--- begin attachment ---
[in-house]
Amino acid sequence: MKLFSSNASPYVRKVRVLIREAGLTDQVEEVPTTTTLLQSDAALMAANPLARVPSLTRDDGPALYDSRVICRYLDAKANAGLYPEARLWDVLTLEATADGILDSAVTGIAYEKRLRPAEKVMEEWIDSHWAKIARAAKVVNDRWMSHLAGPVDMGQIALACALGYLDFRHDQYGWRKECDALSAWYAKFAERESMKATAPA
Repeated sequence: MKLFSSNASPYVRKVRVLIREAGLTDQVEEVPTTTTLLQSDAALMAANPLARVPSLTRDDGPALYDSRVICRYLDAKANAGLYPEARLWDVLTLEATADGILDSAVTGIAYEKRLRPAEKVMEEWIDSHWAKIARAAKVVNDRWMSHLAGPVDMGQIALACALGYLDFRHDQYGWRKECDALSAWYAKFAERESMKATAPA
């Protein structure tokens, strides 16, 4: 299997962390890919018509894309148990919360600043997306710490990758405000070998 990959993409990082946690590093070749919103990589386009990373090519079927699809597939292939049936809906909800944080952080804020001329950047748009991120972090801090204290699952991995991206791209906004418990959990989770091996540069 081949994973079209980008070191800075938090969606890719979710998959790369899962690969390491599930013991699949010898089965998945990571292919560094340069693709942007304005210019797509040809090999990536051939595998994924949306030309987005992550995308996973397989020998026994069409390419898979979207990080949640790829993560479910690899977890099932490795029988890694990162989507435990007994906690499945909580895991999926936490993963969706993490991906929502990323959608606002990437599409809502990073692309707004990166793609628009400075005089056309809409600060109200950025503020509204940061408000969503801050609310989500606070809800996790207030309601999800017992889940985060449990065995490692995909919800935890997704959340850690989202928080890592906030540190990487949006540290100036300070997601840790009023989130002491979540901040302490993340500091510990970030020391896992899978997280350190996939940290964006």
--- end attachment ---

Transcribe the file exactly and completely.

[in-house]
Amino acid sequence: MKLFSSNASPYVRKVRVLIREAGLTDQVEEVPTTTTLLQSDAALMAANPLARVPSLTRDDGPALYDSRVICRYLDAKANAGLYPEARLWDVLTLEATADGILDSAVTGIAYEKRLRPAEKVMEEWIDSHWAKIARAAKVVNDRWMSHLAGPVDMGQIALACALGYLDFRHDQYGWRKECDALSAWYAKFAERESMKATAPA
Repeated sequence: MKLFSSNASPYVRKVRVLIREAGLTDQVEEVPTTTTLLQSDAALMAANPLARVPSLTRDDGPALYDSRVICRYLDAKANAGLYPEARLWDVLTLEATADGILDSAVTGIAYEKRLRPAEKVMEEWIDSHWAKIARAAKVVNDRWMSHLAGPVDMGQIALACALGYLDFRHDQYGWRKECDALSAWYAKFAERESMKATAPA
């Protein structure tokens, strides 16, 4: 299997962390890919018509894309148990919360600043997306710490990758405000070998 990959993409990082946690590093070749919103990589386009990373090519079927699809597939292939049936809906909800944080952080804020001329950047748009991120972090801090204290699952991995991206791209906004418990959990989770091996540069 081949994973079209980008070191800075938090969606890719979710998959790369899962690969390491599930013991699949010898089965998945990571292919560094340069693709942007304005210019797509040809090999990536051939595998994924949306030309987005992550995308996973397989020998026994069409390419898979979207990080949640790829993560479910690899977890099932490795029988890694990162989507435990007994906690499945909580895991999926936490993963969706993490991906929502990323959608606002990437599409809502990073692309707004990166793609628009400075005089056309809409600060109200950025503020509204940061408000969503801050609310989500606070809800996790207030309601999800017992889940985060449990065995490692995909919800935890997704959340850690989202928080890592906030540190990487949006540290100036300070997601840790009023989130002491979540901040302490993340500091510990970030020391896992899978997280350190996939940290964006």